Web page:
Latin American Diversion Risks
Trade compliance risks are growing in the Latin America and Caribbean (LAC) region as more enforcement resources are being directed to detect Russian sanctions evasion efforts.
Russia, which seeks to circumvent multilateral sanctions and export controls, has sought to import dual-use and defense materials through third-party countries – often those with lax controls. Much attention has focused on diversion from countries bordering Russia like Kazakhstan or those nearby like Turkey or Greece. However, LAC countries have also been flagged as potential diversion destinations.
In June 2022, the U.S. Department of Commerce identified Brazil, Mexico and Nicaragua as transshipment points for controlled exports reaching Russia and Belarus. These and other LAC countries are at particular risk of involvement in Russia’s export diversion as most lack national export control systems covering dual-use goods (or if they do, they are poorly enforced) and most lack autonomous sanctions on Russia. Companies trading in the LAC region should remain vigilant to efforts by Russia-linked entities to divert items through these countries and others.
Although most LAC countries lag in implementing export control systems, several are taking steps to develop legislation. Panama is working on implementing regulations for a Presidential decree regulating dual-use trade. Chile has a draft export control law that is working its way through the National Congress and has amended its arms export regulations to implement in part Arms Trade Treaty (ATT) obligations.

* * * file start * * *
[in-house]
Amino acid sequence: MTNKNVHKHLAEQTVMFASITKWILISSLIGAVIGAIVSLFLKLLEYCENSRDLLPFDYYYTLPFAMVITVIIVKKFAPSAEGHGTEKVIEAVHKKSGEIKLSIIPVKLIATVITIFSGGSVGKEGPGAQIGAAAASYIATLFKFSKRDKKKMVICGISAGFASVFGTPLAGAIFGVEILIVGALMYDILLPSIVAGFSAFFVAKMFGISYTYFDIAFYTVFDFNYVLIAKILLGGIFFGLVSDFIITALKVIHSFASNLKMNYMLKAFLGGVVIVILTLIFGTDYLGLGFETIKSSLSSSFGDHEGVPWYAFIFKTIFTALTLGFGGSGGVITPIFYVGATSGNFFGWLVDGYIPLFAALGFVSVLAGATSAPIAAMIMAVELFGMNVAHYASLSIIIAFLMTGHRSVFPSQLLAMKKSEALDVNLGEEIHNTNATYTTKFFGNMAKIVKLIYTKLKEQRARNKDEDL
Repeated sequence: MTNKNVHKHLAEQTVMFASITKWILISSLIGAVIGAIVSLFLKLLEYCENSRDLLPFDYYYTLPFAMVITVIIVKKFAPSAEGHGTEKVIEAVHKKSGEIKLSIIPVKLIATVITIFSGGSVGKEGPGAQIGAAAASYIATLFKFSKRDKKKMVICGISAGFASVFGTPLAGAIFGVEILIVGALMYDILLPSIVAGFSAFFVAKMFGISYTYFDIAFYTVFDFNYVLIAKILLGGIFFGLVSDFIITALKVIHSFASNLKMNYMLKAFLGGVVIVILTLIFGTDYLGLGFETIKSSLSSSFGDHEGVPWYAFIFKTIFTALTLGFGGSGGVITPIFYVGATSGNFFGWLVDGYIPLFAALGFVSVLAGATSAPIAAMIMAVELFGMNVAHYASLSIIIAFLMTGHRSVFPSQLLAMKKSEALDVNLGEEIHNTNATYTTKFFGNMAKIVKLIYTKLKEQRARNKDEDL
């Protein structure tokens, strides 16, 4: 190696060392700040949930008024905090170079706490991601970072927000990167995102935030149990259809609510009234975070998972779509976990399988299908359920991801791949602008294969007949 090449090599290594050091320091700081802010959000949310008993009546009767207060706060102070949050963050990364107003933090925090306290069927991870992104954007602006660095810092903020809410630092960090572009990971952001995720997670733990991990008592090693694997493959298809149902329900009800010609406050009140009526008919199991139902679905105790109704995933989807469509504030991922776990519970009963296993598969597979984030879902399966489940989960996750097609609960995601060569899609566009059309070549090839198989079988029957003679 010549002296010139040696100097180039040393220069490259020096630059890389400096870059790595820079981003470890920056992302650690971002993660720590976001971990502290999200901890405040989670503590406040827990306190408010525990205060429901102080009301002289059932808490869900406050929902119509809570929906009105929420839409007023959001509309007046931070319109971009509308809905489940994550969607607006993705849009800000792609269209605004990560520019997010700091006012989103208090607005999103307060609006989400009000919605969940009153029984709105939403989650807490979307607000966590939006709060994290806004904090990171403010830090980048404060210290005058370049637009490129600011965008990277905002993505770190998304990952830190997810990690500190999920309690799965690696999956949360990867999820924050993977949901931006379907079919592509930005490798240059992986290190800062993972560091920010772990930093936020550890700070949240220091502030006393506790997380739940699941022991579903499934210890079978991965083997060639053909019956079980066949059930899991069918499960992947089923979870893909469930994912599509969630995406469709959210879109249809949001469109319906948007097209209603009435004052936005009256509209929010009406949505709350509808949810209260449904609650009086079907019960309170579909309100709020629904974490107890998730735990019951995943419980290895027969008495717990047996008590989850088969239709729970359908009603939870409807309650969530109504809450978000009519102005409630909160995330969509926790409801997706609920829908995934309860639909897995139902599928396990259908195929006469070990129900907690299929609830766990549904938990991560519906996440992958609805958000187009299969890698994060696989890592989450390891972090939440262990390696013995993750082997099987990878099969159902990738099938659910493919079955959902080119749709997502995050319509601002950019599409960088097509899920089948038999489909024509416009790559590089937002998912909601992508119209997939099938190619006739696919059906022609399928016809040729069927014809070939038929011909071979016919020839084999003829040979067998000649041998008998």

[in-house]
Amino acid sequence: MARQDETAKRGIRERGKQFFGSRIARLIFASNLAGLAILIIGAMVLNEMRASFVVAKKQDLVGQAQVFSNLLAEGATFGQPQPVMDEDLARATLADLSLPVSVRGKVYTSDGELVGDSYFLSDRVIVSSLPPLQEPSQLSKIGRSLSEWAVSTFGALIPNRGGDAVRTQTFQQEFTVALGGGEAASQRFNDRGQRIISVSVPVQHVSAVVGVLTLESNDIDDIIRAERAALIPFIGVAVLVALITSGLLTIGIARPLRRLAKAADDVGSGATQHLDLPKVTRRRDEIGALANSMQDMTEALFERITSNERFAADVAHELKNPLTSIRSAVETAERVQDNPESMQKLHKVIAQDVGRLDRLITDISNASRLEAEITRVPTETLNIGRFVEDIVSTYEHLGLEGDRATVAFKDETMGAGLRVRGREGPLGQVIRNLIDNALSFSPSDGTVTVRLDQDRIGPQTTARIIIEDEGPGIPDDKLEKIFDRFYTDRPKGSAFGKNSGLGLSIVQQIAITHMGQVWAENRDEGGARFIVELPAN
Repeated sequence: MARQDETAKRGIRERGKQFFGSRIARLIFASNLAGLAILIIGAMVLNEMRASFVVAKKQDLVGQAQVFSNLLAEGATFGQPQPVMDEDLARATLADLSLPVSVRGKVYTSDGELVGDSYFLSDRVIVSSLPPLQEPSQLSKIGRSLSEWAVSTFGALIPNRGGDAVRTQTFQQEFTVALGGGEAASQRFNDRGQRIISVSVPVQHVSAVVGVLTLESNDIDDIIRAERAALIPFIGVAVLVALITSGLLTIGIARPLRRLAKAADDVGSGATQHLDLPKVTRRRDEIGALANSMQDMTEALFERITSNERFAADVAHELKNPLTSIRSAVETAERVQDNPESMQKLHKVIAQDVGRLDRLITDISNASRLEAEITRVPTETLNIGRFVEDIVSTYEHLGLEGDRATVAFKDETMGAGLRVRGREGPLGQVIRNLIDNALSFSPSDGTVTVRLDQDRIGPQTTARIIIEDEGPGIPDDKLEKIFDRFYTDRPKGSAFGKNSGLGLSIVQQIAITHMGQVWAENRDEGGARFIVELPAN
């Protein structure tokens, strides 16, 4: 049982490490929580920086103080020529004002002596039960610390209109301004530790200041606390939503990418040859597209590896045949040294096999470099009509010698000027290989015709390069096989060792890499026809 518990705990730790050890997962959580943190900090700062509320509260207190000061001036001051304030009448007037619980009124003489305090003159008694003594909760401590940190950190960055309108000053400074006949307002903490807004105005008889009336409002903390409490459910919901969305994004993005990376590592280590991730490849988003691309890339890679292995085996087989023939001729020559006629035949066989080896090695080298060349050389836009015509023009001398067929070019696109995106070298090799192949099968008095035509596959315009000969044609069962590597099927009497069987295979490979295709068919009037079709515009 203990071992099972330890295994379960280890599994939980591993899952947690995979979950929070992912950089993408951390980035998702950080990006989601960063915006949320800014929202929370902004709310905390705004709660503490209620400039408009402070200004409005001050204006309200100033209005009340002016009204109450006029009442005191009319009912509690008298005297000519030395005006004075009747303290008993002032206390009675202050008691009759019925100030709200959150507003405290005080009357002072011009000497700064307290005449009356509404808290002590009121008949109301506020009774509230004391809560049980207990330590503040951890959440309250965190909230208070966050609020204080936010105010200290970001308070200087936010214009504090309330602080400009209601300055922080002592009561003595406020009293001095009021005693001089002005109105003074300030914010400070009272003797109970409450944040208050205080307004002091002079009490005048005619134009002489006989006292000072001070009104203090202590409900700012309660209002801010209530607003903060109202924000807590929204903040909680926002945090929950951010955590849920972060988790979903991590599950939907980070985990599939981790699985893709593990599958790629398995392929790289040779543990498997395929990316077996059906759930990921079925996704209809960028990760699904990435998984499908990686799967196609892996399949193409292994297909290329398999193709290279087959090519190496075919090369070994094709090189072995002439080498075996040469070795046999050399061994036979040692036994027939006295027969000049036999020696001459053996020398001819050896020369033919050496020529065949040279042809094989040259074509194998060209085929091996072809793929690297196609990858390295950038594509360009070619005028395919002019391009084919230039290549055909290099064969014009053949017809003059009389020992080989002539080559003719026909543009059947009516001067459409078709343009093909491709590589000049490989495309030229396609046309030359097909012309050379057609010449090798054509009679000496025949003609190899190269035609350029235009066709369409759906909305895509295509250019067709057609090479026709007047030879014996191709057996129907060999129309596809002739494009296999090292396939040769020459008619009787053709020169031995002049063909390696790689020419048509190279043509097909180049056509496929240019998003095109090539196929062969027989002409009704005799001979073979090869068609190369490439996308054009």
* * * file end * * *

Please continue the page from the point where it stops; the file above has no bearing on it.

Countries in the region are also being provided technical and legal assistance by the European Union and the United States. This support aims to tighten export controls. The Organization of American States (OAS) likewise is providing tools to help LAC countries implement the ATT and strengthen regional monitoring of the arms trade.
Most importantly, the U.S. has been signaling that companies in the LAC region that assist Russia may find themselves sanctioned or added to the Entity List.
So, what should companies that operate in LAC countries be doing?
- Strengthen due diligence measures on trade in the LAC region for controlled items.
- Be vigilant to the use of front companies in the region.
- Ensure compliance with evolving national control systems in the region (e.g., Mexico, Panama and Chile).
As the Russian invasion of Ukraine nears its third year, such diversion risks will remain high. TradeSecure will continue to monitor these developments to keep you informed.